Still no better way to spend an autumn day
ANGLING was allowed during the November lockdown. While the decision was of limited use to trout and salmon anglers, whose season had already ended, it was a boost for the sport in general.
The decision meant that the powers that be have recognised the positive physical and mental benefits that angling brings.
Jamie Cook, chief executive of the Angling Trust, said: “Angling has conducted itself safely and responsibly throughout this pandemic, and the trust is determined to ensure that our chosen form of outdoor recreation remains part of the solution rather than the problem.
“We made the case for fishing based on the health and wellbeing benefits that angling offers, coupled with the importance of reducing pressure on other open spaces by allowing us to continue to safely enjoy the social isolation and peace that fishing brings.”
No doubt some of Teesdale’s more hardy anglers will seek out some coarse fishing, which is still in season, though they must limit their travel to adhere to the government guidelines.
But for many the season is over, and it’s pleasing to report that some salmon were caught. A few were landed on the Tees, though as usual the Wear yielded more fish.
There is little doubt that there are fewer salmon than there were a few years ago. It is too early to tell where this is cyclical, or a long-term decline.
Anglers are doing their bit by looking after habitat and returning almost all of the fish they catch.
Even with fewer fish than there used to be, salmon fishing remains a wonderful way to extend the season and enjoy the beauty of the river in autumn.
As long as there is a chance of a fish, it is a pleasure to be out on the bank, either alone or with company, to enjoy the colours of the season.
On one session where I had a stretch of the middle Wear to myself, just about every predator known to river fish put in an appearance.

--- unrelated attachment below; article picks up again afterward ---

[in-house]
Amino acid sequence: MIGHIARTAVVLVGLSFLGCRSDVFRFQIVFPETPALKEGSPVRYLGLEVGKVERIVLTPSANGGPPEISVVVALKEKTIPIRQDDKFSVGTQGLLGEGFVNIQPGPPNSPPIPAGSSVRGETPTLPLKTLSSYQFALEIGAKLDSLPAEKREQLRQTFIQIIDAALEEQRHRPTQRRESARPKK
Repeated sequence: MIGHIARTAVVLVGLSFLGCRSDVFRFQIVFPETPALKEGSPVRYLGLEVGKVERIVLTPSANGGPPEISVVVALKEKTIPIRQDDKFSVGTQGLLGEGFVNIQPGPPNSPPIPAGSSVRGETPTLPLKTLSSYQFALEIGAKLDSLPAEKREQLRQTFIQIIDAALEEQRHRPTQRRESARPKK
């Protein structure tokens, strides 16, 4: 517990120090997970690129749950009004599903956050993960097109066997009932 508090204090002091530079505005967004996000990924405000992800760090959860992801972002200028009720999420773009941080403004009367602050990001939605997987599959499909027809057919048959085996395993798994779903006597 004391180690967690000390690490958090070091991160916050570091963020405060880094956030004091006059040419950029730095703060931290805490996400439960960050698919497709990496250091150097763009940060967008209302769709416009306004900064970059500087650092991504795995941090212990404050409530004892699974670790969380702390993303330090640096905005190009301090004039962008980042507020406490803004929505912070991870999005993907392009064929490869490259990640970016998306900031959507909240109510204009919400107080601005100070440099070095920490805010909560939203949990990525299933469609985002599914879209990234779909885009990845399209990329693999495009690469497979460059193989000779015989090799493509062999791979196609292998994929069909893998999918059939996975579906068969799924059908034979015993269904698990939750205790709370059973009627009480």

Apart from a very unwelcome cormorant, there were kingfisher, goosanders, heron, and even an otter which swam upstream towards the spot where I was wading. It will have scattered any fish that may have been in the pool, but I didn’t mind that. It was a joy to share the same area of water as such a beautiful creature.
The cormorant flew low around a bend in the river, saw me and lurched sharply upward. Its sudden change in direction led to it disgorging two brown trout, which landed with a splash either side of me.
They were dead but barely marked. Many of these huge black birds have moved inland from the sea and will all but empty stretches of rivers and lakes, if they go unchecked. The problem is being recognised and some licences to shoot cormorants are issued.
It’s never nice to kill wild creatures, but without some controls, the river eco-system is under threat.
I finished the season with seven salmon to 10lb and a couple of sea-trout, including a beauty of just under 9lb. A friend who is a very experienced salmon anger, caught a stunning fish of well over 20lb, which he carefully returned.
He showed his skill and patience by allowing his line to go slack when the salmon dived behind a rock. He waited till it swam into clear water before tightening his line and resuming and winning the battle.
As long as salmon like that enter the rivers, there will always be anglers dreaming of catching such a fish.
SADLY, Chris Lucas, who was born in Barnard Castle, and discovered the joys of trout fishing on the Tees and the becks of the dale, has died suddenly.
Born in 1952, he later enjoyed salmon and sea trout fishing, particularly in Northumberland, where he lived. He was a keen conservationist and became a trustee of the Northumberland Rivers Trust. He worked on many habitat improvement schemes.
For three decades he had been secretary of the West End Anglers, managing stretches of the Tyne and its tributaries as well as the River Coquet in Northumberland.
His considerable contribution to our sport will be remembered.